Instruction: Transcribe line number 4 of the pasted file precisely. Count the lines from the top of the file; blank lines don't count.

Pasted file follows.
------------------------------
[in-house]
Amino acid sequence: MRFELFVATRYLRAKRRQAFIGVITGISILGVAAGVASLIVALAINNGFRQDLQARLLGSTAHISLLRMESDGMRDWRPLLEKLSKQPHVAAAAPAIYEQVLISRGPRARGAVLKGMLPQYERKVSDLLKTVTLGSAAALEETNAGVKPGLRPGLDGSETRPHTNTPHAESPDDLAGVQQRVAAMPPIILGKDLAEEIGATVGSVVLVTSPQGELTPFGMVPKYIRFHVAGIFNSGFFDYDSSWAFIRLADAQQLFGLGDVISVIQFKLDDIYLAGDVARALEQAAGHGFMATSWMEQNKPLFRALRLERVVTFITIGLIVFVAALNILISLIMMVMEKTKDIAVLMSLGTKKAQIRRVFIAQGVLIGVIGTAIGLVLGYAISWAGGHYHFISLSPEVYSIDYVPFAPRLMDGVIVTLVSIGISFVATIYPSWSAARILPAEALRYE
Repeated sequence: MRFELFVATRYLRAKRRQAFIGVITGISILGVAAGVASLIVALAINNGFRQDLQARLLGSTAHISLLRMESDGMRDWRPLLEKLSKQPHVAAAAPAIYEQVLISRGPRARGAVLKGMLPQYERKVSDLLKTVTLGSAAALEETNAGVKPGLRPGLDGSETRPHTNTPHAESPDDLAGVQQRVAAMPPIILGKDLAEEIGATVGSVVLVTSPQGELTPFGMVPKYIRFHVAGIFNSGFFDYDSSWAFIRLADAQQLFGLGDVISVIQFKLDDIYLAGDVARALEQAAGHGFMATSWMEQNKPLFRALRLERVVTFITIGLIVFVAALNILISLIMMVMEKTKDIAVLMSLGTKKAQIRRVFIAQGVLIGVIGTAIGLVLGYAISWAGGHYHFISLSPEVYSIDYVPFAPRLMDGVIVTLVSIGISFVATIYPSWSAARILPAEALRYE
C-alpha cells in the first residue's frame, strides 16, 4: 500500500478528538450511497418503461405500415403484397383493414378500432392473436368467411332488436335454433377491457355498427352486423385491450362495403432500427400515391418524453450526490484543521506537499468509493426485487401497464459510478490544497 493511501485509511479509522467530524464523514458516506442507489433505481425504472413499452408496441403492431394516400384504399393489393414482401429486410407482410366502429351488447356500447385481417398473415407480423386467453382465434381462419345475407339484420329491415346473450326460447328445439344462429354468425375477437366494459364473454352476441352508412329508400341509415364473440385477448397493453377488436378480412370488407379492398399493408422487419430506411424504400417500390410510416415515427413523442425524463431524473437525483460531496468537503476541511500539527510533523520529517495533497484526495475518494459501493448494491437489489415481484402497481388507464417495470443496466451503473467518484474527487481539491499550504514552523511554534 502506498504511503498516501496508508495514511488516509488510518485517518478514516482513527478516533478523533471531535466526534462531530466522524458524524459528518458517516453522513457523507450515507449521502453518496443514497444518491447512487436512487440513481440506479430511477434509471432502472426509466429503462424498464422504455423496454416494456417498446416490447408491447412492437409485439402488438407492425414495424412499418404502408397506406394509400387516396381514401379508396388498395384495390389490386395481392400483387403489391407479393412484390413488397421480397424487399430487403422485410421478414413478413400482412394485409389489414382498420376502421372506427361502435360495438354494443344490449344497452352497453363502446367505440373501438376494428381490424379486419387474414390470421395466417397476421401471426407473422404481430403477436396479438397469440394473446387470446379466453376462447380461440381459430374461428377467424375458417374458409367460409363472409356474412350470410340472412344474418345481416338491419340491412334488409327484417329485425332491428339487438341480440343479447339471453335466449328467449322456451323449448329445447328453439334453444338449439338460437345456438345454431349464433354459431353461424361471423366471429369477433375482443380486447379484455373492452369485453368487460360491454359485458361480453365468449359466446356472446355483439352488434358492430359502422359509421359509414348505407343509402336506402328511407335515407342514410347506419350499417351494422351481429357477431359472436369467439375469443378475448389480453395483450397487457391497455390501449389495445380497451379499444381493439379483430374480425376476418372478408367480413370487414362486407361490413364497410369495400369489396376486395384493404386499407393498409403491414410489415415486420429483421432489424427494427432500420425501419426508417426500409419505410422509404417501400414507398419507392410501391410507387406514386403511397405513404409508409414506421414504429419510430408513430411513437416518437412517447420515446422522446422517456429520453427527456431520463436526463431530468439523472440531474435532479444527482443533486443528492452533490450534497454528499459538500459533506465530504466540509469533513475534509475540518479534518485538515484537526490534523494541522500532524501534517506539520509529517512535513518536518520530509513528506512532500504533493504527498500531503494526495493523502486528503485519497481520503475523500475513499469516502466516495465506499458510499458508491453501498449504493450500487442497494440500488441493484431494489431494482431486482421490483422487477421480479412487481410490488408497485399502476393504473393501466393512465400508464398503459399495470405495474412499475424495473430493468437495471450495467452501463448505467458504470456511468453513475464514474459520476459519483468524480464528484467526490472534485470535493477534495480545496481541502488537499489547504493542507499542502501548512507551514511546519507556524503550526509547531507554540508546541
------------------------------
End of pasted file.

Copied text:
C-alpha cells in the first residue's frame, strides 16, 4: 500500500478528538450511497418503461405500415403484397383493414378500432392473436368467411332488436335454433377491457355498427352486423385491450362495403432500427400515391418524453450526490484543521506537499468509493426485487401497464459510478490544497 493511501485509511479509522467530524464523514458516506442507489433505481425504472413499452408496441403492431394516400384504399393489393414482401429486410407482410366502429351488447356500447385481417398473415407480423386467453382465434381462419345475407339484420329491415346473450326460447328445439344462429354468425375477437366494459364473454352476441352508412329508400341509415364473440385477448397493453377488436378480412370488407379492398399493408422487419430506411424504400417500390410510416415515427413523442425524463431524473437525483460531496468537503476541511500539527510533523520529517495533497484526495475518494459501493448494491437489489415481484402497481388507464417495470443496466451503473467518484474527487481539491499550504514552523511554534 502506498504511503498516501496508508495514511488516509488510518485517518478514516482513527478516533478523533471531535466526534462531530466522524458524524459528518458517516453522513457523507450515507449521502453518496443514497444518491447512487436512487440513481440506479430511477434509471432502472426509466429503462424498464422504455423496454416494456417498446416490447408491447412492437409485439402488438407492425414495424412499418404502408397506406394509400387516396381514401379508396388498395384495390389490386395481392400483387403489391407479393412484390413488397421480397424487399430487403422485410421478414413478413400482412394485409389489414382498420376502421372506427361502435360495438354494443344490449344497452352497453363502446367505440373501438376494428381490424379486419387474414390470421395466417397476421401471426407473422404481430403477436396479438397469440394473446387470446379466453376462447380461440381459430374461428377467424375458417374458409367460409363472409356474412350470410340472412344474418345481416338491419340491412334488409327484417329485425332491428339487438341480440343479447339471453335466449328467449322456451323449448329445447328453439334453444338449439338460437345456438345454431349464433354459431353461424361471423366471429369477433375482443380486447379484455373492452369485453368487460360491454359485458361480453365468449359466446356472446355483439352488434358492430359502422359509421359509414348505407343509402336506402328511407335515407342514410347506419350499417351494422351481429357477431359472436369467439375469443378475448389480453395483450397487457391497455390501449389495445380497451379499444381493439379483430374480425376476418372478408367480413370487414362486407361490413364497410369495400369489396376486395384493404386499407393498409403491414410489415415486420429483421432489424427494427432500420425501419426508417426500409419505410422509404417501400414507398419507392410501391410507387406514386403511397405513404409508409414506421414504429419510430408513430411513437416518437412517447420515446422522446422517456429520453427527456431520463436526463431530468439523472440531474435532479444527482443533486443528492452533490450534497454528499459538500459533506465530504466540509469533513475534509475540518479534518485538515484537526490534523494541522500532524501534517506539520509529517512535513518536518520530509513528506512532500504533493504527498500531503494526495493523502486528503485519497481520503475523500475513499469516502466516495465506499458510499458508491453501498449504493450500487442497494440500488441493484431494489431494482431486482421490483422487477421480479412487481410490488408497485399502476393504473393501466393512465400508464398503459399495470405495474412499475424495473430493468437495471450495467452501463448505467458504470456511468453513475464514474459520476459519483468524480464528484467526490472534485470535493477534495480545496481541502488537499489547504493542507499542502501548512507551514511546519507556524503550526509547531507554540508546541